Tuesday, August 26, 2008

Pet Food Recall settled, move on and don’t change

Latest news on a settlement agreed upon in a class action lawsuit involving the pet food industry following the history’s last year’s largest recall ever one more final time bring some impressive numbers to light: 12 pet food makers including the nation’s largest ones with 180 brands were involved. The recall followed 17,000 filed complaints, so far 6,000 claims on the settlement have been filed. Claimants are entitled to reimbursement of up to 100% of their documented and up to $900 in undocumented expenses. 31% of the total $24 Million settlement are set aside for legal and attorney fees. One pet food maker spent a whopping $55 Million as a result of its involvement (Commercial mass market pet food seems to be a real money maker, the company doesn’t seem to be hurt).
While we all feel with the pet owners who suffered losses of their beloved pets, and those damages cannot be made good upon with any amount of money, let’s put the whole thing in perspective. Sure, these numbers are impressive, the recall itself, the damages caused and the restitution now ordered to be paid for by the defendants. The defendents rightfully have been proven guilty and justice has been done. Case closed.
But there is another way of looking at it: What really has changed? Basically nothing. Everybody wiggled himself out of the mass by renaming and repackaging their same or most minimally changed products. And on top of it is complaining that they had tremendous losses because of the incident. If you compare the ingredient listings, they haven’t changed a whole lot. Recalls still keep happening at increasing frequency. Sure, smaller manufacturers, usually privately owned and supplying “really healthy & natural” food got a revenue boost as a consequence. Some pet owners are more carefully selecting the food they are giving their pets. I am even convinced that our business was favorably impacted and harvested some benefits. But let me ask you, is that enough? How much larger does a recall have to be to finally initiate some real changes benefitting all of us including our pets? I don’t know and I am skeptical as long as I observe the market and notice that regardless of how many animals died or suffered, as long as the vet recommends a food, pet owners don’t seem to care too much about the fact that this food is made by one of the largest defendants in this now closed case. Life goes on. It is amazing how fast homo sapiens, nature’s most evolved and intelligent creatures forget and forgive. I read on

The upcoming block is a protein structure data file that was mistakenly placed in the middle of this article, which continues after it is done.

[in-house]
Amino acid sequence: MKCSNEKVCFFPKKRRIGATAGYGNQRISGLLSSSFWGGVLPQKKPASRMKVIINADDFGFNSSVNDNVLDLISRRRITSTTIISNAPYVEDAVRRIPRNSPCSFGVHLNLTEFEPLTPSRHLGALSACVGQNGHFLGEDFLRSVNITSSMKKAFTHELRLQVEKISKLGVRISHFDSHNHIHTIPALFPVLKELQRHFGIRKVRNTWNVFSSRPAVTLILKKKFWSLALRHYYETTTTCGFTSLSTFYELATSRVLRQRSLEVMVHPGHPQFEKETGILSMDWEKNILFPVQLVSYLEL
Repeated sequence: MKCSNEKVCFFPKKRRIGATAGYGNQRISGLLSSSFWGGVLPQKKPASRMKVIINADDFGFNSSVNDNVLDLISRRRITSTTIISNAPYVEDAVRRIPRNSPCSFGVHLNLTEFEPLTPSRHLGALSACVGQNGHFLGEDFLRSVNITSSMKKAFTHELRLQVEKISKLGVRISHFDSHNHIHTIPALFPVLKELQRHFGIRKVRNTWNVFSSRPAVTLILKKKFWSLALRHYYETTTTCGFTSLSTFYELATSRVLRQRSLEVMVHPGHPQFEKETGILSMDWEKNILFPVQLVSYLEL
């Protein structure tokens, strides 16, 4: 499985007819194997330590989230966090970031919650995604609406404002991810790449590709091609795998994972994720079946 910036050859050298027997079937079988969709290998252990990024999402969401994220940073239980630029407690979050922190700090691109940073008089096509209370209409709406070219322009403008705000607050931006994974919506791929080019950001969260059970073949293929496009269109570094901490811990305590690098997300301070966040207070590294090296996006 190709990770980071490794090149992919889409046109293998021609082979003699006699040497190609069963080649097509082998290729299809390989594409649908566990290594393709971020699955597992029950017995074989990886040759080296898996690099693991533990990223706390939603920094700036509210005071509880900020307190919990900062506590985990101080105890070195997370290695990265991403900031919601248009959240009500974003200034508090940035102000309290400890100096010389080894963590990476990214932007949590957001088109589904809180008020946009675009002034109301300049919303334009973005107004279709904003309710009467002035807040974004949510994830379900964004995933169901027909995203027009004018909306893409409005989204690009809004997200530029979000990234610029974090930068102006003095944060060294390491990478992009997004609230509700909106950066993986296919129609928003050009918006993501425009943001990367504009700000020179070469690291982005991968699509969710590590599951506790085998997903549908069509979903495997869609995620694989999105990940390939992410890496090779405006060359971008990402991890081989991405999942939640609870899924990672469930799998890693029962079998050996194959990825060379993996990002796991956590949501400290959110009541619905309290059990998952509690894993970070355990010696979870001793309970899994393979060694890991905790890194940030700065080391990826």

Wikipedia, the on-line encyclopedia that “Humans are notable for their desire to explain phenomena, manipulate and develop technologies to change and pass on their knowledge to each other…” I guess this must have been an oversight: They forgot to mention “Does not apply to all 100% of the special breed “Pet owners” when it comes to feeding their companion animals.”

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